Pic: Irish Rail
Extending the Western Rail Corridor from Athenry to Tuam, onto Claremorris and onto Sligo is a key objective of the Northern and Western Regional Assembly (NWRA).
They published their Regional Spatial and Economic Strategy (RSES) 2020-2032 last week, which the NWRA describe as ‘an overarching template for how counties in the NWRA area must develop over the next 20 years to cater for huge expected increases in population’.
Development plans in counties in the NWRA area must align with this RSES, which is described as a ‘high-level development framework for the Northern and Western Region that supports the implementation of the National Planning Framework’.
Regional Policy Objective 6.13 in the RSES states that ‘it shall be an objective to deliver the Athenry-Tuam-Claremorris-Sligo rail to an appropriate level of service and to a standard capable of facilitating passenger and freight transport’ and that ‘it shall be an objective to progress through pre-appraisal and early planning the extension of the railway from Athenry-Tuam-Claremorris-Sligo’.
“The Western Rail Corridor is of strategic importance as it represents a key enabling and sustainable transport infrastructure for the region that presents an opportunity to effect ‘transformational change’ in the realisation of the Atlantic Economic Corridor,” stated the NWRA in their report.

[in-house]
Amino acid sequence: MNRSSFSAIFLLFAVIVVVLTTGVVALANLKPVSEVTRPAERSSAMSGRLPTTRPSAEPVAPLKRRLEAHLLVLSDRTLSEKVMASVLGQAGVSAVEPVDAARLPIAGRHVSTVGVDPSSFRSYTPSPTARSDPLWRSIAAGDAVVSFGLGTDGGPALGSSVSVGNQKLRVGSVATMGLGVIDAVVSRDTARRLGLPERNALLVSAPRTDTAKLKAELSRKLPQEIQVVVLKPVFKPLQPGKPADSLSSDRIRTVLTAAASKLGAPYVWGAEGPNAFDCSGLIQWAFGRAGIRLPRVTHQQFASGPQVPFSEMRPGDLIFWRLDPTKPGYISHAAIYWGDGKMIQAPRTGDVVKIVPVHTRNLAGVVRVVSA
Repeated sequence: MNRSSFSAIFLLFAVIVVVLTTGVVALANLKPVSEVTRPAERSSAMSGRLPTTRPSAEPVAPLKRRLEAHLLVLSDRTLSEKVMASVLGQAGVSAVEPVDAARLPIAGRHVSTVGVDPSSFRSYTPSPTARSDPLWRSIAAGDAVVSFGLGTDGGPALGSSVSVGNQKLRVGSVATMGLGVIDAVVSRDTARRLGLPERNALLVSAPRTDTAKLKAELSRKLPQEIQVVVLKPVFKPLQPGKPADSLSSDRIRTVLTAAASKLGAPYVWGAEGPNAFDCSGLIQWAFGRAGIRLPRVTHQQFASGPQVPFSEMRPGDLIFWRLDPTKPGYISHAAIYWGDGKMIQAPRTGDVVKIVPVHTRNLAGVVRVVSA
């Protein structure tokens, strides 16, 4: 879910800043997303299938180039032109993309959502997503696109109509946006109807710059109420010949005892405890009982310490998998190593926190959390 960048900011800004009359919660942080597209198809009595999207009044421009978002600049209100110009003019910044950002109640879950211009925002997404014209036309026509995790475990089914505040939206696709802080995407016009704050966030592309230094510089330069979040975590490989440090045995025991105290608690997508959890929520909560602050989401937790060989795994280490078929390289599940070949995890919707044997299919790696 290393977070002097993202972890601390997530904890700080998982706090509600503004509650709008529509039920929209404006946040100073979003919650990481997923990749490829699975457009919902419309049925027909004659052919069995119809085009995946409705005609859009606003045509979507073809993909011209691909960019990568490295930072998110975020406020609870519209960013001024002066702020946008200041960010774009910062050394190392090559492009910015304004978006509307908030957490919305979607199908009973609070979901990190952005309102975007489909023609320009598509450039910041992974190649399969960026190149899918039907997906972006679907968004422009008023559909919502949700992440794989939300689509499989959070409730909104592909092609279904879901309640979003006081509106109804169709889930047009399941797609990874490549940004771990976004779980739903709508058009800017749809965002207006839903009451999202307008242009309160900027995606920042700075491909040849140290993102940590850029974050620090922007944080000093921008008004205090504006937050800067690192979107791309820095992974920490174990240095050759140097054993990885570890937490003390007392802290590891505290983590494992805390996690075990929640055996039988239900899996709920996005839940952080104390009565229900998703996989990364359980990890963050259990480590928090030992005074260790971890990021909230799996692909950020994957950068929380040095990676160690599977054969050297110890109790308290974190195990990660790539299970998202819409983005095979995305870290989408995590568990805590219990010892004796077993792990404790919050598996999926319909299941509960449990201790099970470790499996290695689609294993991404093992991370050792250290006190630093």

For many years there has been competing campaigns for the use of the old Western Rail Corridor line from Athenry to Sligo.
Many have advocated for the restoration of the railway along those tracks while others have argued the railway line should be used as a greenway.
However, in their RSES, the NWRA give backing to both and include the Quiet Man Greenway from Athenry to Collooney in Sligo as one of 12 greenways in their Regional Policy Objective 5.18.
That states: ‘the Regional Assembly shall collaborate with local authorities, Fáilte Ireland, Waterways Ireland, DTTAS (Department of Transport, Tourism and Sport) and other relevant stakeholders in developing an integrated network of greenways across the region’s catchments’.
Campaigners for the Quiet Man greenway propose to run it on the old railway line but Cathaoirleach of the NWRA, Cllr Declan McDonnell, said they have no issue with the greenway progressing once it is not on the railway line.
“We’ve no objection to a greenway going on at the side of the railway line or anywhere else but we have a problem with it going on the railway line,” he told The Mayo News.
“If Sligo is going to grow, if Castlebar is going to grow, if Westport is going to grow, Galway is going to grow, Donegal is going to grow etc, we must have the infrastructure, it must have a railway line to get to Knock Airport. If you’re going to grow the region by a couple of hundred thousand, how are you going to facilitate that if you take away one of the infrastructures that could be such use?”
Pic: Irish Rail